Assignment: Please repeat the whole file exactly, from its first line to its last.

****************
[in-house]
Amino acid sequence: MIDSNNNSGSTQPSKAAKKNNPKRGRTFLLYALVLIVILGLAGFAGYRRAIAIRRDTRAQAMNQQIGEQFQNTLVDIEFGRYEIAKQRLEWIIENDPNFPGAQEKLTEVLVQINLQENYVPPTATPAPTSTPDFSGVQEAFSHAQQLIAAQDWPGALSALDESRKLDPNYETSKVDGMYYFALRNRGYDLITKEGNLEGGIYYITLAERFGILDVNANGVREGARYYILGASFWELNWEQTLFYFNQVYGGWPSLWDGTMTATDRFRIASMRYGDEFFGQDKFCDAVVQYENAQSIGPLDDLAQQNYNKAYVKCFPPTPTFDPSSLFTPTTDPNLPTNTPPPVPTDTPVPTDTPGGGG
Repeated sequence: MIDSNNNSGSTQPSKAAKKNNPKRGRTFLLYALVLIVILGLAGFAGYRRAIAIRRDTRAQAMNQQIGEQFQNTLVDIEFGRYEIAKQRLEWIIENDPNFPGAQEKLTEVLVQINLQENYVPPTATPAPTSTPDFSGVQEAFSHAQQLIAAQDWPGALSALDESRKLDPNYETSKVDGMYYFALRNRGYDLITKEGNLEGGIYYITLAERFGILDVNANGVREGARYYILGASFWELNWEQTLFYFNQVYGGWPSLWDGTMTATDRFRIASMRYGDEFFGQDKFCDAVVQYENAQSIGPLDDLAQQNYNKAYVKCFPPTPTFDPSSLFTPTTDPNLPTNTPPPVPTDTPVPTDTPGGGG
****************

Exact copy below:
[in-house]
Amino acid sequence: MIDSNNNSGSTQPSKAAKKNNPKRGRTFLLYALVLIVILGLAGFAGYRRAIAIRRDTRAQAMNQQIGEQFQNTLVDIEFGRYEIAKQRLEWIIENDPNFPGAQEKLTEVLVQINLQENYVPPTATPAPTSTPDFSGVQEAFSHAQQLIAAQDWPGALSALDESRKLDPNYETSKVDGMYYFALRNRGYDLITKEGNLEGGIYYITLAERFGILDVNANGVREGARYYILGASFWELNWEQTLFYFNQVYGGWPSLWDGTMTATDRFRIASMRYGDEFFGQDKFCDAVVQYENAQSIGPLDDLAQQNYNKAYVKCFPPTPTFDPSSLFTPTTDPNLPTNTPPPVPTDTPVPTDTPGGGG
Repeated sequence: MIDSNNNSGSTQPSKAAKKNNPKRGRTFLLYALVLIVILGLAGFAGYRRAIAIRRDTRAQAMNQQIGEQFQNTLVDIEFGRYEIAKQRLEWIIENDPNFPGAQEKLTEVLVQINLQENYVPPTATPAPTSTPDFSGVQEAFSHAQQLIAAQDWPGALSALDESRKLDPNYETSKVDGMYYFALRNRGYDLITKEGNLEGGIYYITLAERFGILDVNANGVREGARYYILGASFWELNWEQTLFYFNQVYGGWPSLWDGTMTATDRFRIASMRYGDEFFGQDKFCDAVVQYENAQSIGPLDDLAQQNYNKAYVKCFPPTPTFDPSSLFTPTTDPNLPTNTPPPVPTDTPVPTDTPGGGG